But the problem is, that commitment appears to be one-sided. As Taipei gives and gives and gives, distancing itself from its traditional allies to please Beijing and opening its civilian airports — some critical to its military — to Chinese aircraft, Beijing has not done anything which would indicate that it is abandoning its plan to annex Taiwan, by force if necessary. In other words, despite Taiwan’s overtures, Beijing has retained the part of its policy on Taiwan that Washington has long characterized as a red line that cannot be crossed. In fact, not only has China not relinquished the military option, but it has continued to modernize its forces, conducted military drills involving civilian aircraft and airborne paratroopers that bore an ominous resemblance to an operation designed to occupy an airport and, as late as last week, it was reportedly deploying modern versions of Russia-made surface-to-air missiles that now brought Taiwanese airspace within range.

Tibet? Strike. Media freedom? Strike. Human rights? Strike. Sudan? Strike. Taiwan? Strike. Which begs the question: What improvements were Bush and Fukuda referring to? Either the leaders have the worst national security teams in the history of international relations, or, more likely, they simply chose to ignore reality to please Beijing, as everybody else does. Soon enough, other world leaders who in the past months have faced pressure from various groups to shun the Games in light of Beijing’s irresponsible behavior domestically and abroad, will have to decide where they want to be on August 8. Chances are, most will be in Beijing, cheering for the wolves in disguise.

Thursday, July 03, 2008

Taipei’s deflecting strategy

With the Taiwanese stock exchange in a freefall and signs that Beijing may not be as indulgent on Taiwan as its negotiators had hoped, the Chinese Nationalist Party (KMT) is in a bind. A little more than one month into the presidency, Ma Ying-jeou (馬英九) and his Cabinet have proven incapable — or unwilling — to implement policies that under such circumstances could appease an increasingly restive population. While the global economic downturn, which is hitting Taiwan hard, cannot be blamed on the KMT government, the latter should nevertheless do more than simply call on Taiwanese to have “faith” — faith that things will get better, that the surge in Chinese tourists coming to Taiwan starting on July 4 will help improve the economy, and that better relations with Beijing will somehow make things right.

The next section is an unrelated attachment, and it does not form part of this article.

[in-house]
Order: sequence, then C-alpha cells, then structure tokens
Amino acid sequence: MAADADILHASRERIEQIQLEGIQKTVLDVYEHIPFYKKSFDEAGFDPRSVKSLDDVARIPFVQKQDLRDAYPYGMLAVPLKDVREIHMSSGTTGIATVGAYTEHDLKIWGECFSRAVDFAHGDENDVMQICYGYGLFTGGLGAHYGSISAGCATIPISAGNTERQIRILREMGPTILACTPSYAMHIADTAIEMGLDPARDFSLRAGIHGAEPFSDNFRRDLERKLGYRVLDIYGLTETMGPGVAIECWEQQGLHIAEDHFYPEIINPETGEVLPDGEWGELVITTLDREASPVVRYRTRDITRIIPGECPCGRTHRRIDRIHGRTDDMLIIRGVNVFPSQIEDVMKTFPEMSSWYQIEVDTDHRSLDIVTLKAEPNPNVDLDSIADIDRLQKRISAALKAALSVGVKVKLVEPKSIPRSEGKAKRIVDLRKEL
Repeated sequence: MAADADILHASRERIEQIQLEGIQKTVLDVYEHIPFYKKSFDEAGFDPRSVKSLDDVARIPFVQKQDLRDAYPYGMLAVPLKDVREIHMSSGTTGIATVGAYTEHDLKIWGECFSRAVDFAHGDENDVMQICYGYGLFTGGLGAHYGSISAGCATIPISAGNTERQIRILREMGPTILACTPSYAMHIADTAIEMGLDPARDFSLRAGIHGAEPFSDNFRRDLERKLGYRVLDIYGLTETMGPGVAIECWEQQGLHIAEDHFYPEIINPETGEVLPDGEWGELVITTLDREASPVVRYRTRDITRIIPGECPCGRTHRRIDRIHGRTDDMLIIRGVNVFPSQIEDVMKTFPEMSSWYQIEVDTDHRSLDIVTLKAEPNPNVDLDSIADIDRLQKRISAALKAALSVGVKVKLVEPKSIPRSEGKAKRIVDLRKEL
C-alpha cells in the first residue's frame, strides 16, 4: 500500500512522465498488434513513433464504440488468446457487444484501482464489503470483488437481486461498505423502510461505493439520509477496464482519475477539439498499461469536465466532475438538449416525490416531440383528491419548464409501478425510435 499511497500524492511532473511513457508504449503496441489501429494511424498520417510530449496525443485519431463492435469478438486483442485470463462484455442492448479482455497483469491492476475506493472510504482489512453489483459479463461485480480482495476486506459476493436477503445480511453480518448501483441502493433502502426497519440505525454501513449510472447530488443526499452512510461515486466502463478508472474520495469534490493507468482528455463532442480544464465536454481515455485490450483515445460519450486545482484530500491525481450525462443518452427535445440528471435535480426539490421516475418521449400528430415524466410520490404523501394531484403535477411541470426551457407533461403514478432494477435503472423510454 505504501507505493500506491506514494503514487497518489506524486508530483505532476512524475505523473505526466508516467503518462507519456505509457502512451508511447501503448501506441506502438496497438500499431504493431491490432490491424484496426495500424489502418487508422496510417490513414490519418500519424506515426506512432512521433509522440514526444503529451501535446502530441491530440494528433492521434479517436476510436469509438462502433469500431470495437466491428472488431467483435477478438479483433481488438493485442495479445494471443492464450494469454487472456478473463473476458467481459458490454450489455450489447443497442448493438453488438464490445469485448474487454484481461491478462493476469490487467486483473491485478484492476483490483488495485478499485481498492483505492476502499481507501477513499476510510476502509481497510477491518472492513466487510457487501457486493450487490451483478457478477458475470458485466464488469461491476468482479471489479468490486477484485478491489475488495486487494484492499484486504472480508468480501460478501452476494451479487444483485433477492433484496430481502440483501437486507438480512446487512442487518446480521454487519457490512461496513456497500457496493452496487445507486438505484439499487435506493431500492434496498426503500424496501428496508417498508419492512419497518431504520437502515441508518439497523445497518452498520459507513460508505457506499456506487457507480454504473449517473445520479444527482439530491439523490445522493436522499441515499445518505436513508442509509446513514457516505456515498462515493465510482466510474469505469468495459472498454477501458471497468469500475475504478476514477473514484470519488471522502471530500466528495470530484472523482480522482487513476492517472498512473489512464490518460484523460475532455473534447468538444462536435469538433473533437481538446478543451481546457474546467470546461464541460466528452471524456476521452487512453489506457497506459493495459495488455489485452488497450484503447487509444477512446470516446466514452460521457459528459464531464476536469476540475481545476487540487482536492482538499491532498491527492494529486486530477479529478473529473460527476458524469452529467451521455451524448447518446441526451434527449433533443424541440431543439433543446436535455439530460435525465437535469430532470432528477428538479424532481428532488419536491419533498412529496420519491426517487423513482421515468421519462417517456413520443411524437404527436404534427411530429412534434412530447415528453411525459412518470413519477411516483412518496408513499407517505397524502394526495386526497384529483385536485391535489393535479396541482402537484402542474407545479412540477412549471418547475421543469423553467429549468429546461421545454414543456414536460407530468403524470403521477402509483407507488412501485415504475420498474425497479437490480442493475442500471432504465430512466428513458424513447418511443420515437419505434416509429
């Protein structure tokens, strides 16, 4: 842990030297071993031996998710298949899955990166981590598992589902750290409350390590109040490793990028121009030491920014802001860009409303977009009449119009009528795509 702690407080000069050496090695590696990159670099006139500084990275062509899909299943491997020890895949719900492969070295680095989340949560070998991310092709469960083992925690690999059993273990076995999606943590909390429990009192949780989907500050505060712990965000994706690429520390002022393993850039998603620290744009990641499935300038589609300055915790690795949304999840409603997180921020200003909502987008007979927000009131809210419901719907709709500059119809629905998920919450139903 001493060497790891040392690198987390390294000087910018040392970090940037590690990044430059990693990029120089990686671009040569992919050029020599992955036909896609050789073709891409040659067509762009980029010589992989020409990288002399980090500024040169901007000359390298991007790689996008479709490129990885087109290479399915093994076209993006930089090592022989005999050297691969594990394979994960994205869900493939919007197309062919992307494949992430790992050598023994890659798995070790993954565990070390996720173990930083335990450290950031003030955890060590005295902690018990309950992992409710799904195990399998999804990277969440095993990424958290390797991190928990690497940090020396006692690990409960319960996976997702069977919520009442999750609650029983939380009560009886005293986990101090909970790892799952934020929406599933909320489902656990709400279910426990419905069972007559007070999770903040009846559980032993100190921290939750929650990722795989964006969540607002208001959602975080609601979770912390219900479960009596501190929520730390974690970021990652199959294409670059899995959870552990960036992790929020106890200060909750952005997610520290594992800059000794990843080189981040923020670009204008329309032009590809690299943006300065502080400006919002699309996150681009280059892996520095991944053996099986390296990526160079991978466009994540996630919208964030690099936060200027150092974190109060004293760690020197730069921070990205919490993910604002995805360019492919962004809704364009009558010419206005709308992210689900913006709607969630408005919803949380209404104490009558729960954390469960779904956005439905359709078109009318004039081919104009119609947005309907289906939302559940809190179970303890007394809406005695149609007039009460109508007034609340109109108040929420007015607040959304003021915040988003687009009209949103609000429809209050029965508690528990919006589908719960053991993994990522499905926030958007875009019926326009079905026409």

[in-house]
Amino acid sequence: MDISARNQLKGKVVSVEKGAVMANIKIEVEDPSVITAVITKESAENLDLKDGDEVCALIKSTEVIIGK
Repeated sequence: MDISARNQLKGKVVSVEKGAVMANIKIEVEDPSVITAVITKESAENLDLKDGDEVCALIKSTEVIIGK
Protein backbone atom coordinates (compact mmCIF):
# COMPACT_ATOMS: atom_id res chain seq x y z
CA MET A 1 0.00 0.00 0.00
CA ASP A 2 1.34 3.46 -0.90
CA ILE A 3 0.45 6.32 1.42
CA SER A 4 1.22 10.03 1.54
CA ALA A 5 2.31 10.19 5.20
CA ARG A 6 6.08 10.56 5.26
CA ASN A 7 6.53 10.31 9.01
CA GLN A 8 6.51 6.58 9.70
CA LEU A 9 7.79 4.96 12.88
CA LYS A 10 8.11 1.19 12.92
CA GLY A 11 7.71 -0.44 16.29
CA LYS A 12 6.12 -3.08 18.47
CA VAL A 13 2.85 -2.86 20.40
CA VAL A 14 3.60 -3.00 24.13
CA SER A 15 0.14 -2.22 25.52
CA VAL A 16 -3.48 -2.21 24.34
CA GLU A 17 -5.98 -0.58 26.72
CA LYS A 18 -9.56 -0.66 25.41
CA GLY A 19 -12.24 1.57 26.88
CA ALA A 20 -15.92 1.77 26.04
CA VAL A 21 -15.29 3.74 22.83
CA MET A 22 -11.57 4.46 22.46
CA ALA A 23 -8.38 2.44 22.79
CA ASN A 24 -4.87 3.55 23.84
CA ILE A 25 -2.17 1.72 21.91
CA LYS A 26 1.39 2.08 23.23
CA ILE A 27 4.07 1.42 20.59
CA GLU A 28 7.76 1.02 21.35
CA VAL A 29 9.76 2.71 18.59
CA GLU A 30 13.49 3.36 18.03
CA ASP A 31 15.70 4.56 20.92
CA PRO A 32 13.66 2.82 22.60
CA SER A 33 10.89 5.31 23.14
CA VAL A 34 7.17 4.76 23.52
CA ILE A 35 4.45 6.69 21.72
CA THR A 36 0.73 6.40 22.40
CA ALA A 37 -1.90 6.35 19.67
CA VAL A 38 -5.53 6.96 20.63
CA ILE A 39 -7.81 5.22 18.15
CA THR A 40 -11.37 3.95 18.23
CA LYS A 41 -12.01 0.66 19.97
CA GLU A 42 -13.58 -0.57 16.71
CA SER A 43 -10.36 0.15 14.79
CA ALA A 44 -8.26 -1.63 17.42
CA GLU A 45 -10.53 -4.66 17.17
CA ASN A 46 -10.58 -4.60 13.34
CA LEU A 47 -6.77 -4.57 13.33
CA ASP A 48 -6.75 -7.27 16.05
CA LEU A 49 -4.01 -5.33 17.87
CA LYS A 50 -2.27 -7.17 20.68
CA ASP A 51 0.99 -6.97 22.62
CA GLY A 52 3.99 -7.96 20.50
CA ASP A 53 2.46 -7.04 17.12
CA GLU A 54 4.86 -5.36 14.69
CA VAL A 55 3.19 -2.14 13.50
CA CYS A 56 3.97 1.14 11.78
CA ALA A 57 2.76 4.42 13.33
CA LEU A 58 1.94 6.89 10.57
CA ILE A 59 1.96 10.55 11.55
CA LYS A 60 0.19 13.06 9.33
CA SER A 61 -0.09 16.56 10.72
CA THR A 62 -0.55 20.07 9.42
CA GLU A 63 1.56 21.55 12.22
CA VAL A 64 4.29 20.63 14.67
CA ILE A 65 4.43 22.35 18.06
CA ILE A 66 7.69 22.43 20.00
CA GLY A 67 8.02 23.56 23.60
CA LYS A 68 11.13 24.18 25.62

But in politics, faith is a dangerous commodity which can get depleted very rapidly — especially when people start losing millions of NT dollars in the stock market and when ordinary families start feeling the brunt of rising commodity prices and see that no action is being taken to help assuage the pain.

Seemingly without a clear strategy and uncomfortably dependent on the vagaries of the regime in Beijing, chances are that the full set of promises the KMT made during the presidential election will soon sound like a rhyme meant to put children to sleep. When that awakening occurs, and when discontent with the administration starts taking a shape other than dropping popularity polls, the government will either have to shift gear — and do so rapidly — or deflect attention elsewhere.

In an article titled "The oldest political trick in the book," published today in the Taipei Times, I explore the KMT’s possible use of that tactic, its historical precedents, and what this may mean for the nation’s future diplomacy.